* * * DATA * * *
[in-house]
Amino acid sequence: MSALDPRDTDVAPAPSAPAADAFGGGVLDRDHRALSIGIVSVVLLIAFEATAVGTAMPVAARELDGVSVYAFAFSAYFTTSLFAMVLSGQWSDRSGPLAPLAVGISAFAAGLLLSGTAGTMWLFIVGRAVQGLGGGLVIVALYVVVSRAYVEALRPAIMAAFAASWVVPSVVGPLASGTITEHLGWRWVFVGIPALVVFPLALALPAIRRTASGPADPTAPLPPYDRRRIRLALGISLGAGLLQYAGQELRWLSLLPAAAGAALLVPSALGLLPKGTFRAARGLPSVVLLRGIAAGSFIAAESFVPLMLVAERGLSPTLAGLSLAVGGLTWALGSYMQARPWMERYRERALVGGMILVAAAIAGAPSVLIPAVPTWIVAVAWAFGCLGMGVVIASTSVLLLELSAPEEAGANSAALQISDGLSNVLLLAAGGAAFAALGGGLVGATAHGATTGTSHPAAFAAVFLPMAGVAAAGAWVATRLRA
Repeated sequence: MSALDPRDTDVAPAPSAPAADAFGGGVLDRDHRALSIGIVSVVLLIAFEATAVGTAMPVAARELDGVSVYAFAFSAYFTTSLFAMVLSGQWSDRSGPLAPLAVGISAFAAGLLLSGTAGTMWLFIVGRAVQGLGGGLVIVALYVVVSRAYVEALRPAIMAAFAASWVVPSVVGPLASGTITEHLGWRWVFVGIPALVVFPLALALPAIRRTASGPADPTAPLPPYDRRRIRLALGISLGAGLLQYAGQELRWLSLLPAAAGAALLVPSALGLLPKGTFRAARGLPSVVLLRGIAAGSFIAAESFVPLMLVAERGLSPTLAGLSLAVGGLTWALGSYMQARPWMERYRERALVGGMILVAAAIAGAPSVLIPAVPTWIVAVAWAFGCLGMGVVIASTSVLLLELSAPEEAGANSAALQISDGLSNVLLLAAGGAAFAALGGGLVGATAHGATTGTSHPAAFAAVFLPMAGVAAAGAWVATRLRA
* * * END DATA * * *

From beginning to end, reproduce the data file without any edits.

[in-house]
Amino acid sequence: MSALDPRDTDVAPAPSAPAADAFGGGVLDRDHRALSIGIVSVVLLIAFEATAVGTAMPVAARELDGVSVYAFAFSAYFTTSLFAMVLSGQWSDRSGPLAPLAVGISAFAAGLLLSGTAGTMWLFIVGRAVQGLGGGLVIVALYVVVSRAYVEALRPAIMAAFAASWVVPSVVGPLASGTITEHLGWRWVFVGIPALVVFPLALALPAIRRTASGPADPTAPLPPYDRRRIRLALGISLGAGLLQYAGQELRWLSLLPAAAGAALLVPSALGLLPKGTFRAARGLPSVVLLRGIAAGSFIAAESFVPLMLVAERGLSPTLAGLSLAVGGLTWALGSYMQARPWMERYRERALVGGMILVAAAIAGAPSVLIPAVPTWIVAVAWAFGCLGMGVVIASTSVLLLELSAPEEAGANSAALQISDGLSNVLLLAAGGAAFAALGGGLVGATAHGATTGTSHPAAFAAVFLPMAGVAAAGAWVATRLRA
Repeated sequence: MSALDPRDTDVAPAPSAPAADAFGGGVLDRDHRALSIGIVSVVLLIAFEATAVGTAMPVAARELDGVSVYAFAFSAYFTTSLFAMVLSGQWSDRSGPLAPLAVGISAFAAGLLLSGTAGTMWLFIVGRAVQGLGGGLVIVALYVVVSRAYVEALRPAIMAAFAASWVVPSVVGPLASGTITEHLGWRWVFVGIPALVVFPLALALPAIRRTASGPADPTAPLPPYDRRRIRLALGISLGAGLLQYAGQELRWLSLLPAAAGAALLVPSALGLLPKGTFRAARGLPSVVLLRGIAAGSFIAAESFVPLMLVAERGLSPTLAGLSLAVGGLTWALGSYMQARPWMERYRERALVGGMILVAAAIAGAPSVLIPAVPTWIVAVAWAFGCLGMGVVIASTSVLLLELSAPEEAGANSAALQISDGLSNVLLLAAGGAAFAALGGGLVGATAHGATTGTSHPAAFAAVFLPMAGVAAAGAWVATRLRA